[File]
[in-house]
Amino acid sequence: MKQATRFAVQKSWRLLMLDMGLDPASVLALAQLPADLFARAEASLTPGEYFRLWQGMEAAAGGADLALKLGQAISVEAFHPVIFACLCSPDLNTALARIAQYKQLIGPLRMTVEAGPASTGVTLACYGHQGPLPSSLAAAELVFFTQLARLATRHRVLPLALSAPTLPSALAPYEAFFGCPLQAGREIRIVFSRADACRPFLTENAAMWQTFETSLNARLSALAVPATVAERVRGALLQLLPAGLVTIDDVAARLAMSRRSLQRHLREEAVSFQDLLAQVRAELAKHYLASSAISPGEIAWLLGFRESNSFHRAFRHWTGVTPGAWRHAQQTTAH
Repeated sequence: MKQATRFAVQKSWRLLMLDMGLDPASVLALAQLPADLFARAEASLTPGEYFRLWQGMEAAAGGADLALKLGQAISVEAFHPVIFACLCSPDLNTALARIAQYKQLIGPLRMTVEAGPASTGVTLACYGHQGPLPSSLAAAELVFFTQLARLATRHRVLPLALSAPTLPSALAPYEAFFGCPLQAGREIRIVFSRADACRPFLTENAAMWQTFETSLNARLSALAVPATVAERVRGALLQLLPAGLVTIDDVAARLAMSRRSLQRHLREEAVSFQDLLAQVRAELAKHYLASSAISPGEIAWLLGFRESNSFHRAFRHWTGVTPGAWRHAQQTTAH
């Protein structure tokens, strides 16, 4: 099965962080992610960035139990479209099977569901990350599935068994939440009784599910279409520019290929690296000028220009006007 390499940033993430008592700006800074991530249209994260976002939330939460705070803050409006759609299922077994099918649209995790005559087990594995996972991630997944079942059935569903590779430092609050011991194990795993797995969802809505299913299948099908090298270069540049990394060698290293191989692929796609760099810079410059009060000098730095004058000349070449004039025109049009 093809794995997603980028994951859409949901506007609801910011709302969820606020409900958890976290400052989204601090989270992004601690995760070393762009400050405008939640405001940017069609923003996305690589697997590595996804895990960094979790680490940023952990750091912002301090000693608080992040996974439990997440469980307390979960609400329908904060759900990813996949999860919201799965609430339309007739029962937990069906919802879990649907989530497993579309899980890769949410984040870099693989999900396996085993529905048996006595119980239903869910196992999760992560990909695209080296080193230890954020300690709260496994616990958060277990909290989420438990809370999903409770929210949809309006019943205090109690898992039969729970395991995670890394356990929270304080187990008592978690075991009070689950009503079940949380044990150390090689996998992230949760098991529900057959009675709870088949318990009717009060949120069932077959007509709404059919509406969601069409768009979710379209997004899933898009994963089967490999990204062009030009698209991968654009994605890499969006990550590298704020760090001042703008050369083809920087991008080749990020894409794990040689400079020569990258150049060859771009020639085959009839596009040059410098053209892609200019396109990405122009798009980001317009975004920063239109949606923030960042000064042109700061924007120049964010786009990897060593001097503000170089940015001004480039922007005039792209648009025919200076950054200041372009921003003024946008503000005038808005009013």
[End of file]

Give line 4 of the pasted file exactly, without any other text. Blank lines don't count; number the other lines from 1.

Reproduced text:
């Protein structure tokens, strides 16, 4: 099965962080992610960035139990479209099977569901990350599935068994939440009784599910279409520019290929690296000028220009006007 390499940033993430008592700006800074991530249209994260976002939330939460705070803050409006759609299922077994099918649209995790005559087990594995996972991630997944079942059935569903590779430092609050011991194990795993797995969802809505299913299948099908090298270069540049990394060698290293191989692929796609760099810079410059009060000098730095004058000349070449004039025109049009 093809794995997603980028994951859409949901506007609801910011709302969820606020409900958890976290400052989204601090989270992004601690995760070393762009400050405008939640405001940017069609923003996305690589697997590595996804895990960094979790680490940023952990750091912002301090000693608080992040996974439990997440469980307390979960609400329908904060759900990813996949999860919201799965609430339309007739029962937990069906919802879990649907989530497993579309899980890769949410984040870099693989999900396996085993529905048996006595119980239903869910196992999760992560990909695209080296080193230890954020300690709260496994616990958060277990909290989420438990809370999903409770929210949809309006019943205090109690898992039969729970395991995670890394356990929270304080187990008592978690075991009070689950009503079940949380044990150390090689996998992230949760098991529900057959009675709870088949318990009717009060949120069932077959007509709404059919509406969601069409768009979710379209997004899933898009994963089967490999990204062009030009698209991968654009994605890499969006990550590298704020760090001042703008050369083809920087991008080749990020894409794990040689400079020569990258150049060859771009020639085959009839596009040059410098053209892609200019396109990405122009798009980001317009975004920063239109949606923030960042000064042109700061924007120049964010786009990897060593001097503000170089940015001004480039922007005039792209648009025919200076950054200041372009921003003024946008503000005038808005009013």